U.S. Toils To Build Police Force In Kandahar The U.S. operation in Afghanistan's Kandahar province includes training the Afghan police, which is plagued by illiteracy, high dropout rates and drug use. A quality, independent police force is essential if Afghanistan is to protect its own people. But creating one could take years.
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U.S. Toils To Build Police Force In Kandahar

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U.S. Toils To Build Police Force In Kandahar

U.S. Toils To Build Police Force In Kandahar

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NPR's Tom Bowman went on patrol with American military police working with the Afghan police.


TOM BOWMAN: Sergeant Bradley Swope, the MP squad leader, instructs an Afghan police captain to get his men to clean up the station.

BRADLEY SWOPE: You know, if he can, have his ANPs go ahead and do a nice little police call, pickup all the cigarette butts and everything. I'll have my soldiers do the same thing later on tonight.

BOWMAN: He's a one-time ironworker from Chicago, a tall, lean soldier who's been training the Afghan police for nearly a year. He has no illusions about the challenges.

SWOPE: You know, it's nothing that's going to happen overnight. It's like, you know, taking a newborn child, and you got to teach it all these new lessons: how to talk, how to walk. So it's a slow process.

BOWMAN: Slow because nearly three-quarters of Afghans are illiterate. That's one of the reasons the police commander here, Sayyed Gulab Shah, thinks it'll take years before the Afghans can operate on their own.

SAYYED GULAB SHAH: (Through translator) I think maybe seven or eight years more.

BOWMAN: Shah is a warrior. He fought the Taliban for years. Now, the Taliban has returned, with bombings and assassinations. But some of the problems in Kandahar are common crimes, the sort that happen when there's no police.

OMAR LOMIS: This is a city itself, just like New York City or Dallas, Texas. You know, it's got crime. Not everything in here is Taliban.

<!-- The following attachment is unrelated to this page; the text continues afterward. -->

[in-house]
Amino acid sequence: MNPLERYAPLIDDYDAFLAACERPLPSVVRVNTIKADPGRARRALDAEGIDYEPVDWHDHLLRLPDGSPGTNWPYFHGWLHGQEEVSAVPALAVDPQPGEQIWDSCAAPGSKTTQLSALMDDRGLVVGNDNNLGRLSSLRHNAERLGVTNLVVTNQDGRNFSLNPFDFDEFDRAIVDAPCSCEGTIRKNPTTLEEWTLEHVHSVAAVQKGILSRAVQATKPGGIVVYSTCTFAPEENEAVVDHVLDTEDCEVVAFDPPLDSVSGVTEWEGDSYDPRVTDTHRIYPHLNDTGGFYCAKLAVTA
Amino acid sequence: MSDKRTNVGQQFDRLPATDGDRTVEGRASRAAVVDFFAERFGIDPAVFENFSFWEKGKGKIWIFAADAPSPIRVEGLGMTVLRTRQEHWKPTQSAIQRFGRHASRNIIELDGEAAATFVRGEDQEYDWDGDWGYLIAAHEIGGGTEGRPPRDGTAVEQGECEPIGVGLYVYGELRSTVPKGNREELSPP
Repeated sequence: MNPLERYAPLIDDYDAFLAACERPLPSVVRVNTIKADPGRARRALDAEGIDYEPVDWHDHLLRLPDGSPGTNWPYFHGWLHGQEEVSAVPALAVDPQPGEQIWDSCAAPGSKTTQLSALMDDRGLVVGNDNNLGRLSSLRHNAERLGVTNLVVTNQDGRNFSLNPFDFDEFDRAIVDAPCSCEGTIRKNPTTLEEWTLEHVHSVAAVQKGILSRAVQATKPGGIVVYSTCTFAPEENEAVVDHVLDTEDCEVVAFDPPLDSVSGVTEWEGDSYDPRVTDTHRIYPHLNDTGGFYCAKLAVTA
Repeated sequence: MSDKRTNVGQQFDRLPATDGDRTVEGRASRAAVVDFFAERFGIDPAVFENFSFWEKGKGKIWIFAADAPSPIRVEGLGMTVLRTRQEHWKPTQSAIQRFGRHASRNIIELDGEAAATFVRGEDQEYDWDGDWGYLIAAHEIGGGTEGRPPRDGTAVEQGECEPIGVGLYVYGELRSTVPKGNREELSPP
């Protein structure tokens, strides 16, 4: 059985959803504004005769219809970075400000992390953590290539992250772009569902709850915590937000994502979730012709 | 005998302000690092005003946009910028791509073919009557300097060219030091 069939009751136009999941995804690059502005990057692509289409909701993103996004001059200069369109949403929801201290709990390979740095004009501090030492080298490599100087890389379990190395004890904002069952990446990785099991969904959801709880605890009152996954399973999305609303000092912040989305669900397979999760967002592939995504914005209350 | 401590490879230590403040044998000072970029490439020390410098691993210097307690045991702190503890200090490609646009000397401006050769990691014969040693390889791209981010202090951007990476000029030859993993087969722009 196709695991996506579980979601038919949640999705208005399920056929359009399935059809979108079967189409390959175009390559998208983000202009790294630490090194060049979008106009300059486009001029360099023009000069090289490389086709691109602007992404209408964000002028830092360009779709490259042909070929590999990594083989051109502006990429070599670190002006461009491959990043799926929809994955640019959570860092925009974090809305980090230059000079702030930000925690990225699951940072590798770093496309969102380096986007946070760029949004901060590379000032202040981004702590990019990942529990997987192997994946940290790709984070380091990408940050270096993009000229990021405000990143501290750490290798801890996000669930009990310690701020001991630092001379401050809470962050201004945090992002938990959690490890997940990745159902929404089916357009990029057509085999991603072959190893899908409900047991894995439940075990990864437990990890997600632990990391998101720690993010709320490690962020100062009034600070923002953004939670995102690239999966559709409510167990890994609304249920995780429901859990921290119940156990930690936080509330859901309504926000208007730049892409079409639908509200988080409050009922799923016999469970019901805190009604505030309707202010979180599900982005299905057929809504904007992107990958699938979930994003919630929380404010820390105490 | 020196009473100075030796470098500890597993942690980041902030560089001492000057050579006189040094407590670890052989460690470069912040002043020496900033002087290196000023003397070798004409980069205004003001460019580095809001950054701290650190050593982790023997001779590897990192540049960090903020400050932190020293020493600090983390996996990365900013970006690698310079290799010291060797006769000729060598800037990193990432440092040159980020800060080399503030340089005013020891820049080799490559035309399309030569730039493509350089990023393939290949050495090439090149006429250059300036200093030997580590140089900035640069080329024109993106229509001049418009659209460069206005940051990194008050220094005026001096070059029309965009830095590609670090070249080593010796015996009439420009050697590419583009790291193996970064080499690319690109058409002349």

BOWMAN: That's Major Omar Lomis, operations officer for the American MPs. They've helped boost the Afghan police to 1,000 officers, but Lomis says they need far more

LOMIS: At a minimum, you would need about 3,000. At a very bare-bones minimum, I would think.

BOWMAN: Shah, the police commander, says the top reason is low pay.

GULAB SHAH: (Through translator) They cannot support their family, so they want to find a better job. And some of them are - they are under the intimidation of the Taliban.

BOWMAN: Shah tells us there's something he finds far more troubling than the quality of his force. He says most criminals arrested by his police are often released by politicians or judges because of family connections or just plain corruption.

GULAB SHAH: (Through translator) They think that today we're being arrested, tomorrow we will be released.

BOWMAN: In a counterinsurgency fight, like the one the U.S. is fighting here, police are the most important security force. They're the ones closest to the people, springing from the very neighborhoods they're sworn to protect. But it doesn't always work that way.


BOWMAN: Unidentified Man: (Foreign language spoken)

BOWMAN: The Afghan police try to inspect passing cars, but there seems a language barrier. Rather than being locals, many of these police come from hundreds of miles away. They speak Dari in a city where the language is Pashto.

LOUISE KELLY: drug use. A police chief was recently fired for that. We spook to a man named Mir, the MPs' translator for the past year. He has witnessed hashish smoking among the Afghan police, or ANP.

MIR: The ANPs, yeah, they really smoke hashish. Not all of them, I can't say all of them, but some of them, yeah.

BOWMAN: On duty?

MIR: No, like on duty, that they're guarding or something. That they are sitting around.

BOWMAN: The America MPs take that all in stride.

LOMIS: Drug use is a cultural thing. It's going to be hard to completely get rid of it.

BOWMAN: Again, Major Lomis, the operations officer.

LOMIS: If we find that the ANP are using, then that's grounds to kick them out. I know at the training academies, they give urinalysis, and if you come up hot, you're not going through training.

BOWMAN: Later that afternoon, near the end of the patrol, Sergeant Swope assembles his MPs on the outer edge of Kandahar city.

SWOPE: Our job is just to provide the security for the Canadians.

BOWMAN: One of the Canadians is Lieutenant Alex Lomasney.

ALEX LOMASNEY: Unidentified Man: (Foreign language spoken)

BOWMAN: Sitting nearby are several Afghan police. One smokes a cigarette. Others chat or gazed off in the distance. A NATO trainer later complains that they should have been patrolling. Lomasney, though, is more upbeat.

LOMASNEY: One day soon, we'll just be able to hand it over, and the foreign forces can leave and it'll be fully Afghan.

BOWMAN: Tom Bowman, NPR News, Kandahar City, Afghanistan.


LOUISE KELLY: You can see U.S. forces training the Afghan police at npr.org, where you'll also find photos by NPR's David Gilkey.


LOUISE KELLY: You're listening to MORNING EDITION, from NPR News.

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